It forces management to evaluate people on what they accomplish, not on how well a person can BS with the boss or on how familiar and comfortable the person seems to management.

Yes, I know the ability to schmooze and be political is necessary for some jobs.

But even if it is, it shouldn’t be the only thing. It shouldn’t be prized about actual ability, but that’s what seems to happen sometimes: the political people are valued over the competent people.

It’s not that everyone wants to climb the corporate ladder. But – it would be nice if those who do would have a shot.

(And also – even if you don’t want to climb the ladder, in many cases, you have to pretend that you do.)

When you evaluate people on what they actually do as opposed to what they look like, women are picked more often.

A number of studies have found that female-authored papers are accepted more often or rated higher under double-blind review (when neither author nor reviewer are identifiable).

Invisible Women, by Caroline Criado Perez

[A] number of orchestras adopted “blind” auditions whereby screens are used to conceal the identity and gender of the musician from the jury. In the years after these changes were instituted, the percent of female musicians in the five highest-ranked orchestras in the nation increased from 6 percent in 1970 to 21 percent in 1993.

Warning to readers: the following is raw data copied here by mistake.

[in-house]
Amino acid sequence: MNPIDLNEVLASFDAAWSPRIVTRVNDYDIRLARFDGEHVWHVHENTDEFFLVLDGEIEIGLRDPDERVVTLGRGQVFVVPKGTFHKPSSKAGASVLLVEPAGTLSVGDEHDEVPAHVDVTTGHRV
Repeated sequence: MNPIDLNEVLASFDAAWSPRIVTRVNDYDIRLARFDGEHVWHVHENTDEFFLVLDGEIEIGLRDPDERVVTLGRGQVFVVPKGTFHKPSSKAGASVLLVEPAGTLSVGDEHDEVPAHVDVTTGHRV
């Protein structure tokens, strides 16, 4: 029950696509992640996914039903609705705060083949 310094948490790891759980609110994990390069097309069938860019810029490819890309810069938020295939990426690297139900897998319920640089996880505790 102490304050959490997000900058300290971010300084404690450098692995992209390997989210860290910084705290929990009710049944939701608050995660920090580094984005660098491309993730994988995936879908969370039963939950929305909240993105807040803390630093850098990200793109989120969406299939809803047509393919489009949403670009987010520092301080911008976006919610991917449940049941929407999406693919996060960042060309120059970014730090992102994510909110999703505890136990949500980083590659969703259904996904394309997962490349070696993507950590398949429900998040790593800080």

American Economic Review, September 2000

This is not a new concept. When I was in grad school, my organizational behavior professor (thank you, Dr Janet Duckerich for teaching this to me), asked that we identify ourselves on our papers and tests by our social security numbers, not by our names.

She wanted to eliminate as much potential bias as possible, she explained.

What if management thought about how to serve customers and employees in the best way possible instead of about how to perpetuate power?

That would be weird.

Side effects

When you finally aren’t subject to drug testing at work but don’t know what to do next

Technically, I am high.

I have never gotten high.

I’m not morally opposed to drugs. If you want to destroy yourself with heroin, go ahead. People destroy themselves with alcohol and that’s legal. Your body, your choice.

I think maybe it’s because I’ve never had the chance. That is, nobody has ever offered me any.

Except for that time in New York City, when I was 22 and a co-worker and I were walking to a club one night. A man in the corner looked at us – in our pink polos and khaki skirts – and said, “Smoke! Smoke!”

I was offended.

“DO I LOOK LIKE I SMOKE?” I asked my co-worker.

Turns out he was trying to sell, not trying to bum a ciggie.

I would like to try.

I would like to try getting high.

I would like to try getting high as long as it doesn’t involve needles. Or smoking. Or losing control of my actions.

Or if it would actually work and not just make me sick.

After a dental surgery, the doctor sent me home with 25 Vicodin tablets.